Mike Pence Is ‘Too Honest’
That’s what Donald Trump told his vice president when Pence said he didn’t have power over the 2020 election results.
Donald Trump and Mike Pence had a tremendous four-year run as the America First team. The accomplishments the two achieved together were incredibly impressive and vastly more than good enough to merit a second term. That the two men are now so very far apart and haven’t even spoken to each other in two years is a terrible shame.
The Trump-Pence ticket didn’t win a second term because the 2020 election was rigged. But that also depends heavily on what you mean by rigged.
What we mean is that Democrats used COVID to rewrite the way elections are conducted, greatly expanding bulk-mail balloting, thereby capitalizing on the incredible motivator of Trump Derangement Syndrome and allowing an election that could not possibly have full integrity because of the way signatures on mail-in ballots were verified in so many closely contested states.
We also mean the Leftmedia put its collective elbow on the scales in favor of Basement Joe Biden by playing up COVID as somehow Trump’s failure and by suppressing the October 2020 story that Biden ran a family corruption ring through his influence-peddling son. Nearly three years later, we’re still learning just how deep that rot goes. We believe that if voters had been allowed to know what was already exposed in 2020, they wouldn’t have elected the “Big Guy.”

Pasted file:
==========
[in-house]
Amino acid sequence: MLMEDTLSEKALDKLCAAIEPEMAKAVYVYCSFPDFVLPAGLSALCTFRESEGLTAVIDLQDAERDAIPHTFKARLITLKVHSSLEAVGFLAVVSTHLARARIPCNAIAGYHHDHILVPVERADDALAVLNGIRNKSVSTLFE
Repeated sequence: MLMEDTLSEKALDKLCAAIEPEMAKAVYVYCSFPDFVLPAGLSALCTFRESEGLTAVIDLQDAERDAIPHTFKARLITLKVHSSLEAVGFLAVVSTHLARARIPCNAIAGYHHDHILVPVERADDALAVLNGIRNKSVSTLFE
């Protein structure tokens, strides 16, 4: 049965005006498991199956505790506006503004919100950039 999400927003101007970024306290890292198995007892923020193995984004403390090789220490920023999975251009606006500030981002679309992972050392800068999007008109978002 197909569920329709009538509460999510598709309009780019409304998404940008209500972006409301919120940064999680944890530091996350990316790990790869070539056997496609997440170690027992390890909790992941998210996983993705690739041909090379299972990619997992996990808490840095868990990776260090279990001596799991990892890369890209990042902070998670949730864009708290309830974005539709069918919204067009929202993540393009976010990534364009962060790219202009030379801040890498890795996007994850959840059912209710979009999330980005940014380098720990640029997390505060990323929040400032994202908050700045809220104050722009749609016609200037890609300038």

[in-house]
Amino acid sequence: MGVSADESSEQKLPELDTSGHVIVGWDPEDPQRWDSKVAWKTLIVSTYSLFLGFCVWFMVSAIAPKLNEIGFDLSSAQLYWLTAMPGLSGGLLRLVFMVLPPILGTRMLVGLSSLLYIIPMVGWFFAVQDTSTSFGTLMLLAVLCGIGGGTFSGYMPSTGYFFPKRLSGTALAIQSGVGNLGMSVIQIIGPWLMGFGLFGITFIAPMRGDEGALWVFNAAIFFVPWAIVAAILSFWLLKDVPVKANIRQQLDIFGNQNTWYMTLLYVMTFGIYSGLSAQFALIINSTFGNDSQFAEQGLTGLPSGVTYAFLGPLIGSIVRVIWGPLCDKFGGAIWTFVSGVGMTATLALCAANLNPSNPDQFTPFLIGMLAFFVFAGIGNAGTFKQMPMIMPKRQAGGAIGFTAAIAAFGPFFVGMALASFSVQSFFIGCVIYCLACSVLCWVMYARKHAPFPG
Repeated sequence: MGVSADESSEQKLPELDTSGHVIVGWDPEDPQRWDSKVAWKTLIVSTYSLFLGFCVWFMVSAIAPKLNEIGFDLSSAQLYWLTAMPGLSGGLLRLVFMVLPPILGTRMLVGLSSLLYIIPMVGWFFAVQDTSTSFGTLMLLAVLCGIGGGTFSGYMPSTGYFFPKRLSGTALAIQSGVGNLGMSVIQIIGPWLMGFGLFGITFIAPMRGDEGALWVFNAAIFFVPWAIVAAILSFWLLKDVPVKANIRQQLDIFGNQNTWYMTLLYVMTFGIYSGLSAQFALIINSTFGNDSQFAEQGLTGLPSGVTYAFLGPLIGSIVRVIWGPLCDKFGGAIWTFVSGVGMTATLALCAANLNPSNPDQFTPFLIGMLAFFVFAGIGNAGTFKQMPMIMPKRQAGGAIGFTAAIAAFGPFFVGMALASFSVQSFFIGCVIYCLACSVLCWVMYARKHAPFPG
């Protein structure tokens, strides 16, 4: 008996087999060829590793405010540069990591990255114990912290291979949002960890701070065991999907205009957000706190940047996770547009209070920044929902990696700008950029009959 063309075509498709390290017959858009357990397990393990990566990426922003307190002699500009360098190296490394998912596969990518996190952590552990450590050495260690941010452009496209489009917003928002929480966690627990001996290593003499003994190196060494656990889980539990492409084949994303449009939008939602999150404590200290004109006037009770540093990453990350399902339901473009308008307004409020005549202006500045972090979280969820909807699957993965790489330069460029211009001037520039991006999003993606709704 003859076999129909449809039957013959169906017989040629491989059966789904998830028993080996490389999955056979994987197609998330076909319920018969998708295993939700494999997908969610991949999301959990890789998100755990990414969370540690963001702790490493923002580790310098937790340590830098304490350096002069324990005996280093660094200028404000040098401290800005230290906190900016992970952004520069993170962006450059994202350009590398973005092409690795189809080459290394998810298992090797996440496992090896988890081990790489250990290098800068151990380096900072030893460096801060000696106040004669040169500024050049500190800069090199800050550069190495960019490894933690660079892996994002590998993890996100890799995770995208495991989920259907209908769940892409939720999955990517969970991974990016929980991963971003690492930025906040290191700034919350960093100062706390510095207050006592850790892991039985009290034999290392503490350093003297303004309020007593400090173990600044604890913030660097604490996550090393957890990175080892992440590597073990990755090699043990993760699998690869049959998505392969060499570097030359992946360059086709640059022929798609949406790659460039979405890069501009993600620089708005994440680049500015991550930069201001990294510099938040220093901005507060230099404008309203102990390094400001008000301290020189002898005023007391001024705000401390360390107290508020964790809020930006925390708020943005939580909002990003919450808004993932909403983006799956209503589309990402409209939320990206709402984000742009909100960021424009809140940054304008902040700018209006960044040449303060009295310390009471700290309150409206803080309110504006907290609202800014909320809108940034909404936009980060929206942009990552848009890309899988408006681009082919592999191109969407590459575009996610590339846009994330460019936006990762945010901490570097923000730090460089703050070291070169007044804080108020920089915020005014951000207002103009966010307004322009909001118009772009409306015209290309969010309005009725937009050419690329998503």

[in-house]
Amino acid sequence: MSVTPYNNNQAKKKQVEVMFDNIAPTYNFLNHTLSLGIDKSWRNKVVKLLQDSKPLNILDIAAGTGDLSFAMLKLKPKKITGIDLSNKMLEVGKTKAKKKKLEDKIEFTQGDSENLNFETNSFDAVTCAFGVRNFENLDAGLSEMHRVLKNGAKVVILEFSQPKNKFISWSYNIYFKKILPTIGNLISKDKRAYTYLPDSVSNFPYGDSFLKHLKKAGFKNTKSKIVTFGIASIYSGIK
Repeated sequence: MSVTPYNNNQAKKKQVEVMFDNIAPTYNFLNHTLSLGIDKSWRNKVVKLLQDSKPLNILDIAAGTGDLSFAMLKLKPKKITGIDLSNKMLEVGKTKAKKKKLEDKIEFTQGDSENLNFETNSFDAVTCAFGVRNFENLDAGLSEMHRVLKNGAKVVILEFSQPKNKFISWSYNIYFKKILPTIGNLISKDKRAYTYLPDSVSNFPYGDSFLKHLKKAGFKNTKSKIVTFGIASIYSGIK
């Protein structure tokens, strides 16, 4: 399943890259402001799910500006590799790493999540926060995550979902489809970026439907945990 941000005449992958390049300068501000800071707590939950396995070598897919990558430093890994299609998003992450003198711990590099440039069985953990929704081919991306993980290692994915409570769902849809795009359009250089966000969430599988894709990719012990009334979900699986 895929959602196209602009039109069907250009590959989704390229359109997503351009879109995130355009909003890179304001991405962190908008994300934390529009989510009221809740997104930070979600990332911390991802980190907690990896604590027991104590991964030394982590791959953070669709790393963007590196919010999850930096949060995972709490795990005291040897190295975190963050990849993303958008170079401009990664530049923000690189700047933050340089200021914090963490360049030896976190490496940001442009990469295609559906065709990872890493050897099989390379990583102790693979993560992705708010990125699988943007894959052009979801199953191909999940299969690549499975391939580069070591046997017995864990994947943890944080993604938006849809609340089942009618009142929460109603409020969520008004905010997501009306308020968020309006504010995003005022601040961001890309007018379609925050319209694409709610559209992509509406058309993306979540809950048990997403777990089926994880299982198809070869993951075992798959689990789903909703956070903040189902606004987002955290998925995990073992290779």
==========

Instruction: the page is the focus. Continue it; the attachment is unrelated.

What Trump means by a rigged election is that he “won every state” and Democrats stole it — with the help of Mike Pence, who refused to exercise the power Trump insisted a vice president had to reject the electoral vote count in Congress on January 6, 2021.
“You know I don’t think I have the authority to change the outcome,” Pence told Trump during a Christmas Day 2020 phone call according to notes he was asked to turn over to federal prosecutors.
After more debate, cajoling, and threats from Trump, the president told his veep something that speaks volumes about the diverging paths of the two men: “You’re too honest.”
On January 4, 2021, Trump and Pence met with attorney John Eastman (likely co-conspirator 2 in Jack Smith’s horrendous indictment) to discuss whether Pence had the authority Trump wanted him to have. Pence asked Eastman if the plan was “defensible.”